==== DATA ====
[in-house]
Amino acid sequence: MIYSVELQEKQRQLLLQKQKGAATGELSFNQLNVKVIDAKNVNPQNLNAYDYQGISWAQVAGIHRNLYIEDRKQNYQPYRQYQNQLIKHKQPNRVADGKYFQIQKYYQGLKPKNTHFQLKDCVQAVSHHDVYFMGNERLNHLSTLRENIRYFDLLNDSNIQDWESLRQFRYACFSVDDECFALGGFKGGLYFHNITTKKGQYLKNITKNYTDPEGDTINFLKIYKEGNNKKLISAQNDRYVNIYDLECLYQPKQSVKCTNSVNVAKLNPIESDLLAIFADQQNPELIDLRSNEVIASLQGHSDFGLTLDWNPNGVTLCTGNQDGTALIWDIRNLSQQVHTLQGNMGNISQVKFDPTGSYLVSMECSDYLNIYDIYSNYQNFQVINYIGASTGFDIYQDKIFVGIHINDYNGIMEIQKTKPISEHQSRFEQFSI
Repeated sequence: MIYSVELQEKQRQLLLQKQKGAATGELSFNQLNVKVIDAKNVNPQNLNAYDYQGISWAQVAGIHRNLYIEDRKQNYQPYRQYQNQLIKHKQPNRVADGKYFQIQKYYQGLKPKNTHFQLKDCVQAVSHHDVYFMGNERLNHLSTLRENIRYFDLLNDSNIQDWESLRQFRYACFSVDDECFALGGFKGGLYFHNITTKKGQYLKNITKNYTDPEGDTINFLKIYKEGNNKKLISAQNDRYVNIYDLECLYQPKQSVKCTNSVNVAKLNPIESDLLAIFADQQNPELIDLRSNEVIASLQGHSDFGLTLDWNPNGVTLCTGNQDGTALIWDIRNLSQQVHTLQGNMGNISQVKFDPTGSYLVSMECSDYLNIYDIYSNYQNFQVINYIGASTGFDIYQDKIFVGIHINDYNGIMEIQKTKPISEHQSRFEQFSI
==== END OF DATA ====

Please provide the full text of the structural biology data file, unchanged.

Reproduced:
[in-house]
Amino acid sequence: MIYSVELQEKQRQLLLQKQKGAATGELSFNQLNVKVIDAKNVNPQNLNAYDYQGISWAQVAGIHRNLYIEDRKQNYQPYRQYQNQLIKHKQPNRVADGKYFQIQKYYQGLKPKNTHFQLKDCVQAVSHHDVYFMGNERLNHLSTLRENIRYFDLLNDSNIQDWESLRQFRYACFSVDDECFALGGFKGGLYFHNITTKKGQYLKNITKNYTDPEGDTINFLKIYKEGNNKKLISAQNDRYVNIYDLECLYQPKQSVKCTNSVNVAKLNPIESDLLAIFADQQNPELIDLRSNEVIASLQGHSDFGLTLDWNPNGVTLCTGNQDGTALIWDIRNLSQQVHTLQGNMGNISQVKFDPTGSYLVSMECSDYLNIYDIYSNYQNFQVINYIGASTGFDIYQDKIFVGIHINDYNGIMEIQKTKPISEHQSRFEQFSI
Repeated sequence: MIYSVELQEKQRQLLLQKQKGAATGELSFNQLNVKVIDAKNVNPQNLNAYDYQGISWAQVAGIHRNLYIEDRKQNYQPYRQYQNQLIKHKQPNRVADGKYFQIQKYYQGLKPKNTHFQLKDCVQAVSHHDVYFMGNERLNHLSTLRENIRYFDLLNDSNIQDWESLRQFRYACFSVDDECFALGGFKGGLYFHNITTKKGQYLKNITKNYTDPEGDTINFLKIYKEGNNKKLISAQNDRYVNIYDLECLYQPKQSVKCTNSVNVAKLNPIESDLLAIFADQQNPELIDLRSNEVIASLQGHSDFGLTLDWNPNGVTLCTGNQDGTALIWDIRNLSQQVHTLQGNMGNISQVKFDPTGSYLVSMECSDYLNIYDIYSNYQNFQVINYIGASTGFDIYQDKIFVGIHINDYNGIMEIQKTKPISEHQSRFEQFSI